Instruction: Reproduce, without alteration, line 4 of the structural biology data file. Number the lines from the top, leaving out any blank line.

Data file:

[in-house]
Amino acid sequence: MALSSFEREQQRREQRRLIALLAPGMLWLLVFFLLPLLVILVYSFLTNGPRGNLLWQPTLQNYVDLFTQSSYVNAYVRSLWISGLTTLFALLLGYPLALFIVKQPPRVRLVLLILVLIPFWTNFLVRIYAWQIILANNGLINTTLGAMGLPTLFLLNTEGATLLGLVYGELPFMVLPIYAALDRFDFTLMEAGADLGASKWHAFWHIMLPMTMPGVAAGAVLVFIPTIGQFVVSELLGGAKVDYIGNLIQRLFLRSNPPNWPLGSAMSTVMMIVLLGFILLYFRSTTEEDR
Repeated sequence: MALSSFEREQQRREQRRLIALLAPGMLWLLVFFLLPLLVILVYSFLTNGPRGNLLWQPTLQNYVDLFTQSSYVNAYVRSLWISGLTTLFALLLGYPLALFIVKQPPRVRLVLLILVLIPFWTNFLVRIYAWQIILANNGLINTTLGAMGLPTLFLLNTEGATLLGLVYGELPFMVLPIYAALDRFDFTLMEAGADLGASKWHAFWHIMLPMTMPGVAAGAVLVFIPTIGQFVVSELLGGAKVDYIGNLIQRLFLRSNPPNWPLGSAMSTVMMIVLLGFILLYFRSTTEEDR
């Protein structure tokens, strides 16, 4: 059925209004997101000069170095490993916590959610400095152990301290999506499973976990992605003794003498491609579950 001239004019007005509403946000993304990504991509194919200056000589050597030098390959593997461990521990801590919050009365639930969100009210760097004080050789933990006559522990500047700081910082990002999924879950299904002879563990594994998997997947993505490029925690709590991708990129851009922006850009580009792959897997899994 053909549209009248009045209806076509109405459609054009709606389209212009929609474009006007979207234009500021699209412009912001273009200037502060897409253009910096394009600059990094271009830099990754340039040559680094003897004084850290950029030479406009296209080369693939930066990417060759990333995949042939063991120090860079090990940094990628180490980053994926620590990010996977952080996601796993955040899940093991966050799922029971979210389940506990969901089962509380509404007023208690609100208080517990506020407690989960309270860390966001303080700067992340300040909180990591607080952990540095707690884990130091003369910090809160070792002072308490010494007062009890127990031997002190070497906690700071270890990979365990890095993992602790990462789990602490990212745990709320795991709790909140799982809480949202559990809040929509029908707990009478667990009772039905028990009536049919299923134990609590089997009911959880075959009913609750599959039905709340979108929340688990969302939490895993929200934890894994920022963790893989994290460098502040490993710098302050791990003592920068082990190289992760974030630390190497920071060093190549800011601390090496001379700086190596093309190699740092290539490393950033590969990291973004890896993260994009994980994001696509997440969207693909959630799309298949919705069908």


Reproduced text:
């Protein structure tokens, strides 16, 4: 059925209004997101000069170095490993916590959610400095152990301290999506499973976990992605003794003498491609579950 001239004019007005509403946000993304990504991509194919200056000589050597030098390959593997461990521990801590919050009365639930969100009210760097004080050789933990006559522990500047700081910082990002999924879950299904002879563990594994998997997947993505490029925690709590991708990129851009922006850009580009792959897997899994 053909549209009248009045209806076509109405459609054009709606389209212009929609474009006007979207234009500021699209412009912001273009200037502060897409253009910096394009600059990094271009830099990754340039040559680094003897004084850290950029030479406009296209080369693939930066990417060759990333995949042939063991120090860079090990940094990628180490980053994926620590990010996977952080996601796993955040899940093991966050799922029971979210389940506990969901089962509380509404007023208690609100208080517990506020407690989960309270860390966001303080700067992340300040909180990591607080952990540095707690884990130091003369910090809160070792002072308490010494007062009890127990031997002190070497906690700071270890990979365990890095993992602790990462789990602490990212745990709320795991709790909140799982809480949202559990809040929509029908707990009478667990009772039905028990009536049919299923134990609590089997009911959880075959009913609750599959039905709340979108929340688990969302939490895993929200934890894994920022963790893989994290460098502040490993710098302050791990003592920068082990190289992760974030630390190497920071060093190549800011601390090496001379700086190596093309190699740092290539490393950033590969990291973004890896993260994009994980994001696509997440969207693909959630799309298949919705069908």